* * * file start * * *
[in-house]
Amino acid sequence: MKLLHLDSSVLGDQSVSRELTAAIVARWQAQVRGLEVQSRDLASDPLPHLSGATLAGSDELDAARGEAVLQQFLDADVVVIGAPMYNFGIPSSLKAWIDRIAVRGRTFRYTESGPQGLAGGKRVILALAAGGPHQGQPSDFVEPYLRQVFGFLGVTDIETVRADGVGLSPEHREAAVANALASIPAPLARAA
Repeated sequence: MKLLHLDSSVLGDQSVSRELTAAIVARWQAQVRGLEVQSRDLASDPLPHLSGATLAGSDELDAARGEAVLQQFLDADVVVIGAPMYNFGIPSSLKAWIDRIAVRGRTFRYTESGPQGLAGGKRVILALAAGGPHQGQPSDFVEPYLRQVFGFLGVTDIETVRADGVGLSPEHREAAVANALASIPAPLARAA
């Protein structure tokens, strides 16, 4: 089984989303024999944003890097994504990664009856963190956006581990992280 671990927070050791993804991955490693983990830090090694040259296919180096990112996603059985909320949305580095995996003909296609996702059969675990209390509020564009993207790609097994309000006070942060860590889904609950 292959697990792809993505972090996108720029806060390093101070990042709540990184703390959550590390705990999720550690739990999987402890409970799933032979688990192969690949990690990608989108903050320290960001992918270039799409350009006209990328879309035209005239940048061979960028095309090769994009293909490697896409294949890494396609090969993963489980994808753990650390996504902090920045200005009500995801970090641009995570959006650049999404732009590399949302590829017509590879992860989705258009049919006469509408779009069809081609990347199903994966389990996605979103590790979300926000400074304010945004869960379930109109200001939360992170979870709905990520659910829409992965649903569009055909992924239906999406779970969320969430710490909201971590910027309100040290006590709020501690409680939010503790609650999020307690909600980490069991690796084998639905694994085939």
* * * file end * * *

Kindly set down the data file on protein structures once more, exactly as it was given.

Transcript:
[in-house]
Amino acid sequence: MKLLHLDSSVLGDQSVSRELTAAIVARWQAQVRGLEVQSRDLASDPLPHLSGATLAGSDELDAARGEAVLQQFLDADVVVIGAPMYNFGIPSSLKAWIDRIAVRGRTFRYTESGPQGLAGGKRVILALAAGGPHQGQPSDFVEPYLRQVFGFLGVTDIETVRADGVGLSPEHREAAVANALASIPAPLARAA
Repeated sequence: MKLLHLDSSVLGDQSVSRELTAAIVARWQAQVRGLEVQSRDLASDPLPHLSGATLAGSDELDAARGEAVLQQFLDADVVVIGAPMYNFGIPSSLKAWIDRIAVRGRTFRYTESGPQGLAGGKRVILALAAGGPHQGQPSDFVEPYLRQVFGFLGVTDIETVRADGVGLSPEHREAAVANALASIPAPLARAA
């Protein structure tokens, strides 16, 4: 089984989303024999944003890097994504990664009856963190956006581990992280 671990927070050791993804991955490693983990830090090694040259296919180096990112996603059985909320949305580095995996003909296609996702059969675990209390509020564009993207790609097994309000006070942060860590889904609950 292959697990792809993505972090996108720029806060390093101070990042709540990184703390959550590390705990999720550690739990999987402890409970799933032979688990192969690949990690990608989108903050320290960001992918270039799409350009006209990328879309035209005239940048061979960028095309090769994009293909490697896409294949890494396609090969993963489980994808753990650390996504902090920045200005009500995801970090641009995570959006650049999404732009590399949302590829017509590879992860989705258009049919006469509408779009069809081609990347199903994966389990996605979103590790979300926000400074304010945004869960379930109109200001939360992170979870709905990520659910829409992965649903569009055909992924239906999406779970969320969430710490909201971590910027309100040290006590709020501690409680939010503790609650999020307690909600980490069991690796084998639905694994085939």